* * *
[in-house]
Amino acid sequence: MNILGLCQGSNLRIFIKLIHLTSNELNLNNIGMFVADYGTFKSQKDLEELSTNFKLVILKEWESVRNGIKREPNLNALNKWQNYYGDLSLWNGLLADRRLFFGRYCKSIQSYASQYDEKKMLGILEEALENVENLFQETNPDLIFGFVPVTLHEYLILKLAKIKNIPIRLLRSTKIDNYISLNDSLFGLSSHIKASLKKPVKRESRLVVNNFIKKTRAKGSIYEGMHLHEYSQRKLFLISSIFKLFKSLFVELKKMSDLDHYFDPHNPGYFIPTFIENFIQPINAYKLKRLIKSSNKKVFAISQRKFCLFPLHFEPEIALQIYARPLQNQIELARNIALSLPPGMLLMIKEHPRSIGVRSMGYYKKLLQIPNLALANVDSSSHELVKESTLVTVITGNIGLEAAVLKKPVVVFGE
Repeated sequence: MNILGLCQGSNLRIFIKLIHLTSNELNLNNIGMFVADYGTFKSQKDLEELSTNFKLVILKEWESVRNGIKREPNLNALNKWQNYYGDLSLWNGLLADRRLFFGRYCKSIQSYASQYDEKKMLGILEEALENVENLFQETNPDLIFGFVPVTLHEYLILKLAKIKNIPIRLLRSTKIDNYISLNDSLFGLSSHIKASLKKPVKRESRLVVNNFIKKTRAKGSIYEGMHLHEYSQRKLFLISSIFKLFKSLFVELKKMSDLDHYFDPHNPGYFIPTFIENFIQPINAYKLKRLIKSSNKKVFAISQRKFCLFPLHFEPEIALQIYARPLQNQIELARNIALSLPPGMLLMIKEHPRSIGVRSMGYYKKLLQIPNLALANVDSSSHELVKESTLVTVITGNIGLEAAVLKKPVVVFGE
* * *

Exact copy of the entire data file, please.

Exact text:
[in-house]
Amino acid sequence: MNILGLCQGSNLRIFIKLIHLTSNELNLNNIGMFVADYGTFKSQKDLEELSTNFKLVILKEWESVRNGIKREPNLNALNKWQNYYGDLSLWNGLLADRRLFFGRYCKSIQSYASQYDEKKMLGILEEALENVENLFQETNPDLIFGFVPVTLHEYLILKLAKIKNIPIRLLRSTKIDNYISLNDSLFGLSSHIKASLKKPVKRESRLVVNNFIKKTRAKGSIYEGMHLHEYSQRKLFLISSIFKLFKSLFVELKKMSDLDHYFDPHNPGYFIPTFIENFIQPINAYKLKRLIKSSNKKVFAISQRKFCLFPLHFEPEIALQIYARPLQNQIELARNIALSLPPGMLLMIKEHPRSIGVRSMGYYKKLLQIPNLALANVDSSSHELVKESTLVTVITGNIGLEAAVLKKPVVVFGE
Repeated sequence: MNILGLCQGSNLRIFIKLIHLTSNELNLNNIGMFVADYGTFKSQKDLEELSTNFKLVILKEWESVRNGIKREPNLNALNKWQNYYGDLSLWNGLLADRRLFFGRYCKSIQSYASQYDEKKMLGILEEALENVENLFQETNPDLIFGFVPVTLHEYLILKLAKIKNIPIRLLRSTKIDNYISLNDSLFGLSSHIKASLKKPVKRESRLVVNNFIKKTRAKGSIYEGMHLHEYSQRKLFLISSIFKLFKSLFVELKKMSDLDHYFDPHNPGYFIPTFIENFIQPINAYKLKRLIKSSNKKVFAISQRKFCLFPLHFEPEIALQIYARPLQNQIELARNIALSLPPGMLLMIKEHPRSIGVRSMGYYKKLLQIPNLALANVDSSSHELVKESTLVTVITGNIGLEAAVLKKPVVVFGE